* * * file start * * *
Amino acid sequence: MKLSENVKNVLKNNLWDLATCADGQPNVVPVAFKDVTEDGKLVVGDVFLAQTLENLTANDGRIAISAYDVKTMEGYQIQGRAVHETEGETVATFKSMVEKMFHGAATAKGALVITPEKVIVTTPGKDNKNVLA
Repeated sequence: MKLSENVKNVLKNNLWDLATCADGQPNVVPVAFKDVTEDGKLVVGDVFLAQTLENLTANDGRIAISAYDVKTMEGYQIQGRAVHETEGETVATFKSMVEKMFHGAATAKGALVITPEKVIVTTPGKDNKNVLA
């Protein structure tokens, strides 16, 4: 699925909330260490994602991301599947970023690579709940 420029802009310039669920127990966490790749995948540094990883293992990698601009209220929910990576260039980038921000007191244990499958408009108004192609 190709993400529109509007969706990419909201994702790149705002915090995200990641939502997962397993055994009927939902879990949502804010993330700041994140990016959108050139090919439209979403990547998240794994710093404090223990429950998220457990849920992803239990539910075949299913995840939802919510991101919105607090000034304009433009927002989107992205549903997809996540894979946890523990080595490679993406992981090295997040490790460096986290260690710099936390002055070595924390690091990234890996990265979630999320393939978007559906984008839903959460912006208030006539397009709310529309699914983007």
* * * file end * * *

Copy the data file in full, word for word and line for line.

Amino acid sequence: MKLSENVKNVLKNNLWDLATCADGQPNVVPVAFKDVTEDGKLVVGDVFLAQTLENLTANDGRIAISAYDVKTMEGYQIQGRAVHETEGETVATFKSMVEKMFHGAATAKGALVITPEKVIVTTPGKDNKNVLA
Repeated sequence: MKLSENVKNVLKNNLWDLATCADGQPNVVPVAFKDVTEDGKLVVGDVFLAQTLENLTANDGRIAISAYDVKTMEGYQIQGRAVHETEGETVATFKSMVEKMFHGAATAKGALVITPEKVIVTTPGKDNKNVLA
């Protein structure tokens, strides 16, 4: 699925909330260490994602991301599947970023690579709940 420029802009310039669920127990966490790749995948540094990883293992990698601009209220929910990576260039980038921000007191244990499958408009108004192609 190709993400529109509007969706990419909201994702790149705002915090995200990641939502997962397993055994009927939902879990949502804010993330700041994140990016959108050139090919439209979403990547998240794994710093404090223990429950998220457990849920992803239990539910075949299913995840939802919510991101919105607090000034304009433009927002989107992205549903997809996540894979946890523990080595490679993406992981090295997040490790460096986290260690710099936390002055070595924390690091990234890996990265979630999320393939978007559906984008839903959460912006208030006539397009709310529309699914983007």